"Anger is like a storm rising up from the bottom of your consciousness. When you feel it coming, turn your focus to your breath. Breathe in deeply to bring your mind home to your body. Then look at, or think of, the person triggering this emotion: With mindfulness, you can see that she is unhappy, that she is suffering. You can see her wrong perceptions. You can see that she is not beautiful when she says things that are unkind. You can also see that you don't want to be like her. You'll feel motivated by a desire to say or do something nice -- to help the other person suffer less. This means compassionate energy has been born in your heart. And when compassion appears, anger is deleted."
-- Thich Nhat Hanh, Buddhist monk and author of Anger: Wisdom for Cooling the Flames

How To Buy Great Wine

  • "See if an expensive wine's producer also makes a value bottle -- it's likely to be crafted with the same care.

  • Serve wine with food from its region. For pasta, look to an Italian bottle. For paella, go Spanish.

  • If all else fails, try Malbec from Argentina, Merlot from France, Pinot Grigio from Northern Italy, and Chardonnay from Australia. Pinot Noir pairs with almost anything. And you can't go wrong with bubbly."
-- Sheri Sauter Morano, Institute of Masters of Wine

How To Know When To Quit
"After my first book was published in 2000, I spent two and a half years writing a novel. But it never felt right. I didn't even name it -- it was the poor, misshapen beast child I kept hidden under my bed. Then I showed it to my agent. 'None of the things you do well are in evidence here,' she said. I was devastated, then relieved: I had failed, and now I could stop. If you don't feel a shiver of excitement or fear, if there's no emotional risk involved, let it go. You can't discount how hard it will be to leave your bad marriage or stop writing your bad book, but if you're unhappy, nothing can get better as long as the status quo stays the status quo."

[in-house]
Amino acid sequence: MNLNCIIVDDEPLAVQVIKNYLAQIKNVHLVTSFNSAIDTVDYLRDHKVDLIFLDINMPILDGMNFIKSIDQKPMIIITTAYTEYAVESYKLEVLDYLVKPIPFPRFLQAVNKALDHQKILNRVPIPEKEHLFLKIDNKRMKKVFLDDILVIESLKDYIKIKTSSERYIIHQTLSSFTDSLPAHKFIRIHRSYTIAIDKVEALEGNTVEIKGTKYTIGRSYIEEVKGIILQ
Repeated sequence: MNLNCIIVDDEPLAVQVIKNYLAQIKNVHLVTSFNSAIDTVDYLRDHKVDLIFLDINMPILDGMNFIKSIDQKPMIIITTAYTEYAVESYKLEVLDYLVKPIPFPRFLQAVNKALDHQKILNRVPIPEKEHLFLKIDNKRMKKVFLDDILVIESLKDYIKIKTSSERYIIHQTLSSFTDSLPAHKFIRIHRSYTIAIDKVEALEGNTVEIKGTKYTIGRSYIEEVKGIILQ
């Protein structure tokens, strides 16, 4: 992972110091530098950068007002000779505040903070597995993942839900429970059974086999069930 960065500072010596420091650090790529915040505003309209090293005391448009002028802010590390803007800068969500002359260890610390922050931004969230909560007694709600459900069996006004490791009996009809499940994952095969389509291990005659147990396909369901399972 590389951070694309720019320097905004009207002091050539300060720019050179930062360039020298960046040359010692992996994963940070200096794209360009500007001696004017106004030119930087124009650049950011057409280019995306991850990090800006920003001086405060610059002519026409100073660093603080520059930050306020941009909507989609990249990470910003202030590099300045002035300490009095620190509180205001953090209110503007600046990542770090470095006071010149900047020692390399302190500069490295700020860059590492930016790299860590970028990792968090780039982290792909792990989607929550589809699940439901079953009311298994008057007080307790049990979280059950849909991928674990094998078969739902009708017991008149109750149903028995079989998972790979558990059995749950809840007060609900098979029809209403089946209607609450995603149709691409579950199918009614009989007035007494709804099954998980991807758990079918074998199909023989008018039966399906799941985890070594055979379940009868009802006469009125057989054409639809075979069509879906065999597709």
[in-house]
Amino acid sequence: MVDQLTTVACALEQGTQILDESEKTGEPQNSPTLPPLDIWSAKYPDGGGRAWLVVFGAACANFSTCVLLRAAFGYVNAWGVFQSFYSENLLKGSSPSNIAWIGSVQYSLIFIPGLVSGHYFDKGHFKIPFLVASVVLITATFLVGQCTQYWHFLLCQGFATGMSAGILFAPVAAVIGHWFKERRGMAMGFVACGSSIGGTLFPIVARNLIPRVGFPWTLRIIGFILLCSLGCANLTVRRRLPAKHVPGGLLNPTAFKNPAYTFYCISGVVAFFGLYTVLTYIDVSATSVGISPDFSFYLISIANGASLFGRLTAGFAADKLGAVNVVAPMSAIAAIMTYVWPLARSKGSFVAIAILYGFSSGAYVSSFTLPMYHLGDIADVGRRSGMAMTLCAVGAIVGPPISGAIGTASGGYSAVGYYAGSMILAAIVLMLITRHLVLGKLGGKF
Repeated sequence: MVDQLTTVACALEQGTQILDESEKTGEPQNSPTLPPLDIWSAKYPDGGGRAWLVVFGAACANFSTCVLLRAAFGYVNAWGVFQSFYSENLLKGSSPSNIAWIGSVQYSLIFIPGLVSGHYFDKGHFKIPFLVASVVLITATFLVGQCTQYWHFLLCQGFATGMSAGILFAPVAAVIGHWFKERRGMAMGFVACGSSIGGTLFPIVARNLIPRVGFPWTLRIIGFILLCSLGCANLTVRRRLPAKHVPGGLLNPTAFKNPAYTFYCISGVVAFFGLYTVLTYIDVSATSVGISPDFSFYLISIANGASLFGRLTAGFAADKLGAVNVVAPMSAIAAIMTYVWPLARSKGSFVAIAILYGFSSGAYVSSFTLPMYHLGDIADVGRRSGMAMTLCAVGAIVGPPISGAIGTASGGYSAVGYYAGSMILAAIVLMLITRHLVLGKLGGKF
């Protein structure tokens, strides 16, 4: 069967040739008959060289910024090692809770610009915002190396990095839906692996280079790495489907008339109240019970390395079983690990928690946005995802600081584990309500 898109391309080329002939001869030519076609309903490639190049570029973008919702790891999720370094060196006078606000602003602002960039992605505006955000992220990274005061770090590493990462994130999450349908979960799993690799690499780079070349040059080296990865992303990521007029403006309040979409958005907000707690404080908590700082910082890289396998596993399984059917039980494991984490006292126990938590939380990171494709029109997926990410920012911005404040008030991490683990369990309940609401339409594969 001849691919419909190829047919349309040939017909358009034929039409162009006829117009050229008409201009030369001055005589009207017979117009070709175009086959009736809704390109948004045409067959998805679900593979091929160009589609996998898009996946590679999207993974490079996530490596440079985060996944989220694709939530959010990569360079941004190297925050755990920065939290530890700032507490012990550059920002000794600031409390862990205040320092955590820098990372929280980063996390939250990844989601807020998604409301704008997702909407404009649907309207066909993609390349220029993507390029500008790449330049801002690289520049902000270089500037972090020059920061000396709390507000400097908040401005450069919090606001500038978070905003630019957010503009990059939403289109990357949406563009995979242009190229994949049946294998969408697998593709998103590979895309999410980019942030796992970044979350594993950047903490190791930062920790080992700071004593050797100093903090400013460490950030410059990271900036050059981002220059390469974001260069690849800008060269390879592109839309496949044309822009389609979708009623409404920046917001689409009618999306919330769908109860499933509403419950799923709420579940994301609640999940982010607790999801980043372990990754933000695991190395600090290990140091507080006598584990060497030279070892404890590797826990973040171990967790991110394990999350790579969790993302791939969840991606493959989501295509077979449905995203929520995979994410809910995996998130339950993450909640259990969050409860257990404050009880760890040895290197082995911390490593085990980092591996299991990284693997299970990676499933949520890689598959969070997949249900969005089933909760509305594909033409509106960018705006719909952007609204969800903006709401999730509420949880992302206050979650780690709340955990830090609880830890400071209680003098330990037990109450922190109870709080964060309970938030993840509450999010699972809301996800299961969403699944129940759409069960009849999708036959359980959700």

-- Elissa Schappell, author of Blueprints for Building Better Girls

How To Listen Better
"Start by doing everything you can to fire up the 'mirror neurons' in your brain, which mimic what others are experiencing. You can subtly imitate the other person's posture, even match the pace and depth of their breathing. Your words can also mirror what the other person is telling you. For example, you might say, 'What I'm hearing is that it distresses you when your husband wears his tiara in public' or 'Wow, I can tell just from your voice that you're under serious pressure.' Don't add advice or commentary -- just reflect. If you simply must add something, ask the speaker to disconfirm what you say. In other words, ask to be told where you're mistaken -- and mean it. 'I'm thinking it's not so much that you're embarrassed as that you want a tiara of your own -- am I wrong about that?' Do not ask to be told that you're right; it turns a listening ear into a bid for authority, and no one will want to talk to you then."
-- Martha Beck, O's resident life coach and author of Finding Your Way in a Wild New World